Though my practice largely focuses on elder law and guardianship, I am also a food allergy blogger and co-founder of the Allergy Law Project – a blog with a focus on disability rights related to individuals with food allergies.  I mention this because the intersection of being an attorney and being a part of an online community results in contacts who reach out to me when they receive requests to remove content on personal blogs.  These individuals wonder about their rights but may opt to take down information rather than wrangle threatened, just threatened,  legal action.  

Other individuals contact me after anaphylactic reactions wondering what they can and can’t say about their experiences out of a desire to keep others in the specific food allergy community safe.  A mother whose son was served real milk instead of soy milk, a college student served his allergen by a barista, a visitor to Las Vegas for a convention served nuts and left to administer his own epinephrine by hotel staff…every single one of these individuals opted not to share their stories because of the commonly held notion that you can’t speak out about companies with big pockets without risking suit.  With SB 444 as written, I would have to advise them all that the risks are too high.

A suit can still be filed and the expense of a defense incurred even if you’ll ultimately prevail.  I am here to add my voice because I think this is an access to justice issue.  I imagine some attorneys would see SB444 as job security, but I for one would rather see continued protective measures available to those who would be crushed by the expense of defending litigation.

A plaintiff always has a choice and can do a cost-benefit analysis before initiating suit.  NRS 41.670 is, I submit, a necessity in the digital era.  As a Nevadan, and attorney, and, though I bristle at the term, a “mommy blogger,” I thank you for your time and urge you to reject SB444.

Final Thoughts

Have you ever decided not to write about something because you didn’t want to face someone else’s reaction?  Have you been asked to pull a blog post, or edit it, by someone else?

Remember, of course, that what I’ve discussed here is related to work that is original to you – if you’ve used a photo without credit or have copied and pasted someone else’s work, you’re treading into copyright issues (also, just don’t do that sort of thing!).  A request to remove content may be related to that content having been stolen but a truthful review of a product or experience may, depending on your state (Washington, for example, has anti-SLAPP laws on the books), have a little more protection than you thought before.

Hopefully Nevada can keep its reputation for strong anti-SLAPP protection!

Nevada Legislative Session 2015 – Making Your Voice Heard

It has been an interesting legislative session here in Nevada – every other year lawmakers get to their lawmaking and epinephrine is back on for discussion again!  (Posts about stock epinephrine in Nevada schools from last session are here, here, and here.)  The year between sessions is not without activity, as last April the subject of stock epinephrine was expanded upon and has progressed now to Assembly Bill 158.  We must not rest on our laurels as the resistance to AB158 feels greater than the initial stock epinephrine push (in my totally unscientific opinion).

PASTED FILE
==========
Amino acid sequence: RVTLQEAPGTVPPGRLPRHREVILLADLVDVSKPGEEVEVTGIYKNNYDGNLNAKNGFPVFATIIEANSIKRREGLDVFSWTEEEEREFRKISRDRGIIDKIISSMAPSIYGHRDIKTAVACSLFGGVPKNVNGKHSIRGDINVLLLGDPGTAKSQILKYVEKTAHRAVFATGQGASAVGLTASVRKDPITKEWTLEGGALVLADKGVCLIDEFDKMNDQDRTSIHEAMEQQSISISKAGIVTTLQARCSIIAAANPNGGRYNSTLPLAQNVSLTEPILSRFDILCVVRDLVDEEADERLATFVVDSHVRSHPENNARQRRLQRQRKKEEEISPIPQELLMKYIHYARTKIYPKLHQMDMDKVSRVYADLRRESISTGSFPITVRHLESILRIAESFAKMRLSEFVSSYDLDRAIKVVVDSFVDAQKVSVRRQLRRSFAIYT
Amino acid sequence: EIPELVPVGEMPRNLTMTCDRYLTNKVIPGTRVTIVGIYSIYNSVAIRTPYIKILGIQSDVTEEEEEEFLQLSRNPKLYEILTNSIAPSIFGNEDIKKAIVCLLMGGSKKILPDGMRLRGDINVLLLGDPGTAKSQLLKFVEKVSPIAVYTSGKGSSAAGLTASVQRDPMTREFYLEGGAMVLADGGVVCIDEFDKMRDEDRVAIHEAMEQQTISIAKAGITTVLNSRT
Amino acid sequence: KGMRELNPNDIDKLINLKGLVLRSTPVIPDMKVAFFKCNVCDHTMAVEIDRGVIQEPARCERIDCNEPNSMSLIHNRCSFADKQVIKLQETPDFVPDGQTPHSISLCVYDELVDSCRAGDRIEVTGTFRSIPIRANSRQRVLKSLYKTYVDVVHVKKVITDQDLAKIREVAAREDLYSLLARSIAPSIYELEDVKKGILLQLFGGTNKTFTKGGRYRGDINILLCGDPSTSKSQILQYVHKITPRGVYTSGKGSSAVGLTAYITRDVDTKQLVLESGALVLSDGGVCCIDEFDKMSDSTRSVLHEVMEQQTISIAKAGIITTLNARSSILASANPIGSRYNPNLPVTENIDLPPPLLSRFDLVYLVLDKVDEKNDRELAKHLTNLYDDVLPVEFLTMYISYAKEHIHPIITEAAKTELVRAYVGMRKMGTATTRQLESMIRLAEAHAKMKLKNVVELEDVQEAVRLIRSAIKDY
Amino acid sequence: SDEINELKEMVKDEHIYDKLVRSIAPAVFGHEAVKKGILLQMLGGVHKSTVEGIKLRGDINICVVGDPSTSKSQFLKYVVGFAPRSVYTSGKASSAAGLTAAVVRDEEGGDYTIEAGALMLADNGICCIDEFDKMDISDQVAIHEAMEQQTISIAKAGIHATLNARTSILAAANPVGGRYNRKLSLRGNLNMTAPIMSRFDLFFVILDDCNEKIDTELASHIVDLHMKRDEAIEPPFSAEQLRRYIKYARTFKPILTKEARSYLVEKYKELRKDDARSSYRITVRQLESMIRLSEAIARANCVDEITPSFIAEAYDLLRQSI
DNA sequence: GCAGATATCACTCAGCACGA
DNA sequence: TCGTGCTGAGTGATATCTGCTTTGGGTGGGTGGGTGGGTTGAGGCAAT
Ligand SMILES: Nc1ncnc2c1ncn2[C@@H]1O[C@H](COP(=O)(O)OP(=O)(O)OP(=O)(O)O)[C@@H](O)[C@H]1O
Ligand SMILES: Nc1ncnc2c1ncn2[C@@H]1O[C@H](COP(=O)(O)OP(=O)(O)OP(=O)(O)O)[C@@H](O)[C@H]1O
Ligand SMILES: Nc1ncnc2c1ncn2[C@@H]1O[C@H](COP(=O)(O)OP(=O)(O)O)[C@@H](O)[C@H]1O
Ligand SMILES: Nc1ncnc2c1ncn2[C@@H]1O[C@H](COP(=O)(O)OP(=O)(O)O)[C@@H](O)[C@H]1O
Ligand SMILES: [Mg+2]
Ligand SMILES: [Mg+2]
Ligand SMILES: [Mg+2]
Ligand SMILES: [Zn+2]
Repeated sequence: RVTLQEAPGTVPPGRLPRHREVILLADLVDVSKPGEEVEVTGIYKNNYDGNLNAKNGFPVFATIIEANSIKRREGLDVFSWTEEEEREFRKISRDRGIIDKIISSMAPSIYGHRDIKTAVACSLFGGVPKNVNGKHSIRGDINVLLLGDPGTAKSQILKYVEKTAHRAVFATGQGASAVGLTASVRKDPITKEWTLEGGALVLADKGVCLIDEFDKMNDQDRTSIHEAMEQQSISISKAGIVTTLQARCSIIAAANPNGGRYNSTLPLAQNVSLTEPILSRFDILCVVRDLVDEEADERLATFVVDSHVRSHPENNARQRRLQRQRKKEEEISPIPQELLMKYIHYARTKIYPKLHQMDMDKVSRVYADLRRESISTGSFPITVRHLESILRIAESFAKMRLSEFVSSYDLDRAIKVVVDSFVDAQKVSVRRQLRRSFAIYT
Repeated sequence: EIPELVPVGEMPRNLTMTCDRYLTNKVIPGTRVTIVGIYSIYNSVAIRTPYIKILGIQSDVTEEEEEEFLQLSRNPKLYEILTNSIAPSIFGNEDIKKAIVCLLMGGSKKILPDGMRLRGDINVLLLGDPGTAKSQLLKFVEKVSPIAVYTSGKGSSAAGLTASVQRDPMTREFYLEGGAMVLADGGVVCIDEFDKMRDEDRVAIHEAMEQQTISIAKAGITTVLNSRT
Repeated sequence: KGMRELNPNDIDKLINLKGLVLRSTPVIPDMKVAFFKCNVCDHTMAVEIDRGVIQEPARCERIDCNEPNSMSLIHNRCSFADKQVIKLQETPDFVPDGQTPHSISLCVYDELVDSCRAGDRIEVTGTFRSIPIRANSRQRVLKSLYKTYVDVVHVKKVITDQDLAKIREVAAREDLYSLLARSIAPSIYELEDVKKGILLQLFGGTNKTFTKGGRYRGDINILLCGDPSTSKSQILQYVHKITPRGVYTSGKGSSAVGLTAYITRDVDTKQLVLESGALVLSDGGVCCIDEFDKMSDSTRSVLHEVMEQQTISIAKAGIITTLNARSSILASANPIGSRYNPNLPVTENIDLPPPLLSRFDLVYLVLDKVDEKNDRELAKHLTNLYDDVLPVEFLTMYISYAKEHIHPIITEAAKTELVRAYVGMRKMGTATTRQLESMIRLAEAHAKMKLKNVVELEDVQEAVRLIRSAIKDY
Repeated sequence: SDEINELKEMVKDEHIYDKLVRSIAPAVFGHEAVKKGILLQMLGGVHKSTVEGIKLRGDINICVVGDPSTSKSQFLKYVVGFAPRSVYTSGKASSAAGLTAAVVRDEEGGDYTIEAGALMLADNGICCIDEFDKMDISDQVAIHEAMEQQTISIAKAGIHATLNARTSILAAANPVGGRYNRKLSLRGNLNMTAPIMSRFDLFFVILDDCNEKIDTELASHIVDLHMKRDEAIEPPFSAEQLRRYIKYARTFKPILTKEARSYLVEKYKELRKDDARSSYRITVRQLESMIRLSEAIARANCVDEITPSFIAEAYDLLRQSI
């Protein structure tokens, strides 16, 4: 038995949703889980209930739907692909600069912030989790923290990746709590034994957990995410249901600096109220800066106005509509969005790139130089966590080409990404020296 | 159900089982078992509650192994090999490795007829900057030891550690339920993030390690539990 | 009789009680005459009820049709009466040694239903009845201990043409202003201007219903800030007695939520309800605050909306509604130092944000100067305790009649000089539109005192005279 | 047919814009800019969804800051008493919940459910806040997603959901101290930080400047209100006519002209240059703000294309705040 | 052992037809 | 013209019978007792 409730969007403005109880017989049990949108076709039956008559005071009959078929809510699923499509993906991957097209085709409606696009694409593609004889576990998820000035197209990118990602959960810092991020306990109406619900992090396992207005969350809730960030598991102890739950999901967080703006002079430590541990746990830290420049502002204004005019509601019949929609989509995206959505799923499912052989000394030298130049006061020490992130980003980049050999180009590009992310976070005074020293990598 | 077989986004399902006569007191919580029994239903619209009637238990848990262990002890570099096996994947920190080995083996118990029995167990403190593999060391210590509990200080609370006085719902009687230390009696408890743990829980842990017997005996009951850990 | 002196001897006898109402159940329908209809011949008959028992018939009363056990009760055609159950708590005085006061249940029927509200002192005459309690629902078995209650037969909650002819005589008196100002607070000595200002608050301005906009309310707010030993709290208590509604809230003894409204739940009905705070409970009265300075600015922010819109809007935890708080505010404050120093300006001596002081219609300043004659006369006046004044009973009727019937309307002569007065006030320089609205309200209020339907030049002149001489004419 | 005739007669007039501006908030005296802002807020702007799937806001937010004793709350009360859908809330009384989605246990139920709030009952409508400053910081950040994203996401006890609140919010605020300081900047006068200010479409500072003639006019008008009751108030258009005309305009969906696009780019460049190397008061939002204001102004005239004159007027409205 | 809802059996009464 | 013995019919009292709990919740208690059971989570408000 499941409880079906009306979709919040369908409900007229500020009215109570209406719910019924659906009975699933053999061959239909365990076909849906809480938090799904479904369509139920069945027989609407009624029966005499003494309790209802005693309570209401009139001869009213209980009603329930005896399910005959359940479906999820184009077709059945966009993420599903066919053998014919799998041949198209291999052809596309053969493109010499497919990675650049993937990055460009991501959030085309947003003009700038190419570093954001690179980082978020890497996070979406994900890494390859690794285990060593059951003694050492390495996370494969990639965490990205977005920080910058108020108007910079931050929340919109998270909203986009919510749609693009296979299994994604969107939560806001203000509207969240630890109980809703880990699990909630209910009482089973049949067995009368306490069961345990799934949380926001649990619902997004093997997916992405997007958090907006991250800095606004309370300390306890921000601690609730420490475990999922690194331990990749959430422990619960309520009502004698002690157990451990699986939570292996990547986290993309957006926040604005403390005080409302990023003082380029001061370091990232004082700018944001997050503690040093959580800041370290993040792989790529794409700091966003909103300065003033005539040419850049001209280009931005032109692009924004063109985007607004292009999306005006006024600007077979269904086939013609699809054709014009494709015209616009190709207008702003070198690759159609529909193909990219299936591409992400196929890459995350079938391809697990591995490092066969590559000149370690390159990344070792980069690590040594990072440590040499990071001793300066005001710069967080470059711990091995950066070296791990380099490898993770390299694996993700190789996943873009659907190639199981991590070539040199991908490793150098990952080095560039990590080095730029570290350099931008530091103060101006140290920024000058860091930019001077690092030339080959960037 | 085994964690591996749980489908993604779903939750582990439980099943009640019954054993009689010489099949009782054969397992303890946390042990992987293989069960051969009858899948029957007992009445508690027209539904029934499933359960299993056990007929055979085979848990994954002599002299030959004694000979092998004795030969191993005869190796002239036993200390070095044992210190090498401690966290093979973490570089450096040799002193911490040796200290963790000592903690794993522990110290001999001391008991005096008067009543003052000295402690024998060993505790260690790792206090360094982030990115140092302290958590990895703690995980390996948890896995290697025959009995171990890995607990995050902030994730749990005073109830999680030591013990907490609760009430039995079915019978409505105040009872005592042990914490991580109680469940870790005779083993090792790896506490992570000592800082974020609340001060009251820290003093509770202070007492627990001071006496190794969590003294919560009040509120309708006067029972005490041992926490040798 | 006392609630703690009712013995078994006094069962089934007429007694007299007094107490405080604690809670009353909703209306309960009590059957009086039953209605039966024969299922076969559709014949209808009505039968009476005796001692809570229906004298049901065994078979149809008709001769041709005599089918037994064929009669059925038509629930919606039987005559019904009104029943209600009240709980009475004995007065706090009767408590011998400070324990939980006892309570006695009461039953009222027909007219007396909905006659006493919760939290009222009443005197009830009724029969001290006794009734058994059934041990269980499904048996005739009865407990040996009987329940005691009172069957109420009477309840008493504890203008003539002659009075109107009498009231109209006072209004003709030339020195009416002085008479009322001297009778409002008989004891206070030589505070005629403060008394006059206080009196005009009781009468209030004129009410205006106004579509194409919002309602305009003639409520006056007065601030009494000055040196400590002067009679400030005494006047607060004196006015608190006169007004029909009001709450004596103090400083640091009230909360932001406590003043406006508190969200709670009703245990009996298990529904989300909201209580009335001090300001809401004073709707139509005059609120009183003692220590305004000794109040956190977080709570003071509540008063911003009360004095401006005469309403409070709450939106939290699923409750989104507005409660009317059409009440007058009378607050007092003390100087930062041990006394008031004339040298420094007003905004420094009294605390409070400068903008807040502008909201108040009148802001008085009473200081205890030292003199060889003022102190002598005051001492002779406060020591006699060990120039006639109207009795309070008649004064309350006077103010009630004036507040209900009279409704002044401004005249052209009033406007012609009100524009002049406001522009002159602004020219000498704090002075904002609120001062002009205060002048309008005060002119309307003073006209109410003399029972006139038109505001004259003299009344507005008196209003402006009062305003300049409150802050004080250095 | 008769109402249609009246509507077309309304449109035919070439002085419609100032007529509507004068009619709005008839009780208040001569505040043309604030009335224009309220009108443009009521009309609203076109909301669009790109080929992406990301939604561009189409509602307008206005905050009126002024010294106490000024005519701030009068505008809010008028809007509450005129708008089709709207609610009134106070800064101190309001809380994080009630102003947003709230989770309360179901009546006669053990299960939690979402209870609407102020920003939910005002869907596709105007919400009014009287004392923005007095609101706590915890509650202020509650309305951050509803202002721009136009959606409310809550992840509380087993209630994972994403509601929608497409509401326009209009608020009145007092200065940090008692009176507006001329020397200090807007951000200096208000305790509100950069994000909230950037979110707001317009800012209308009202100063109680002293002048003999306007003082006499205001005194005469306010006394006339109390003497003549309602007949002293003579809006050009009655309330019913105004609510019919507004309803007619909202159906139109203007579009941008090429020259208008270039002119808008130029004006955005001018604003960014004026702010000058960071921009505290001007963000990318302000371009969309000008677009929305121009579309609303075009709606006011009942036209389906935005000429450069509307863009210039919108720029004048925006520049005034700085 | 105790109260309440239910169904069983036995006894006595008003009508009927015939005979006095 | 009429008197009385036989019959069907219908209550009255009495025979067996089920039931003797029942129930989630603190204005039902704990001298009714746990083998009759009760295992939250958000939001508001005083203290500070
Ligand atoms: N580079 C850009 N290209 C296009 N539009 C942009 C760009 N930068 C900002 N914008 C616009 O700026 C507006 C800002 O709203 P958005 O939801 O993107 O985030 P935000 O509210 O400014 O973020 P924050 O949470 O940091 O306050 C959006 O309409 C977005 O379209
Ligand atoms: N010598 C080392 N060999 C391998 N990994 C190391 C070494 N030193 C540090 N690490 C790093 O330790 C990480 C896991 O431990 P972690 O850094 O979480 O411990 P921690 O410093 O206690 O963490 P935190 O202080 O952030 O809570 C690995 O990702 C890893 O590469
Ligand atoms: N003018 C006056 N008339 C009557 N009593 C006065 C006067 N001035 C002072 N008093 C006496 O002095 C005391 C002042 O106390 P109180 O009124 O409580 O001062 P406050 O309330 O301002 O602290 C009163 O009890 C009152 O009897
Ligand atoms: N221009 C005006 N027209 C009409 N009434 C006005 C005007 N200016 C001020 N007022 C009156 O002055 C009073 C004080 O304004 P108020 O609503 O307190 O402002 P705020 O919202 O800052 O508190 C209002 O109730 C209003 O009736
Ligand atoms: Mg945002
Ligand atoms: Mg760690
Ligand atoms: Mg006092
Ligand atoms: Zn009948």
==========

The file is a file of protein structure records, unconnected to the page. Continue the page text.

Nevada Assembly Bill 158

The bill applies to:

“any public or private entity where allergens capable of causing anaphylaxis may be present on the premises of the entity or in connection with activities conducted by the entity. Such an entity may include, without limitation, a restaurant, recreation program, sports league, amusement park, stadium or arena. The term does not include a public or private school.”

Schools that are public and private aren’t included because of provisions for them elsewhere.  Just reading that passage gives me goosebumps because my pessimistic mind goes straight to thinking of people experiencing anaphylaxis in a restaurant or while playing sports after school.  And then I think of the lives that may be saved.  I think about vacationers in Las Vegas going out to eat and maybe leaving their epinephrine in their hotel room, something I tend to do when my routine is disrupted on vacations elsewhere, actually.

A lot of bases are covered in the bill – who may prescribe the epinephrine, protection from liability for those using the epinephrine in an allergic emergency, and more.

Submit a Comment (Nevada Residents Only, Please)

As you can see below, some folks have confused their bill numbers in making online comments as you can see by this remark “against” the bill that references the state retirement program (“PERS”):

PERS comment on the epinephrine legislation page

I am hoping the 20+ others in the graphic above are just confused, but wouldn’t it be great to have 20 “for” supporters for every “against” listed above?  The downside is the site won’t let me link you directly to the page for voicing support so I’ve got some screenshots to help you along so it is an easy process.

First!  Go to http://www.leg.state.nv.us/AppCF/Opinion/78th2015/vwComments.cfm or use this handy short link: http://goo.gl/dRezms and click “Submit an Opinion.”

howtocommentonanevadalegislativebill1

Now, select AB158 from the drop-down menu like so…

howtocommentonanevadalegislativebill2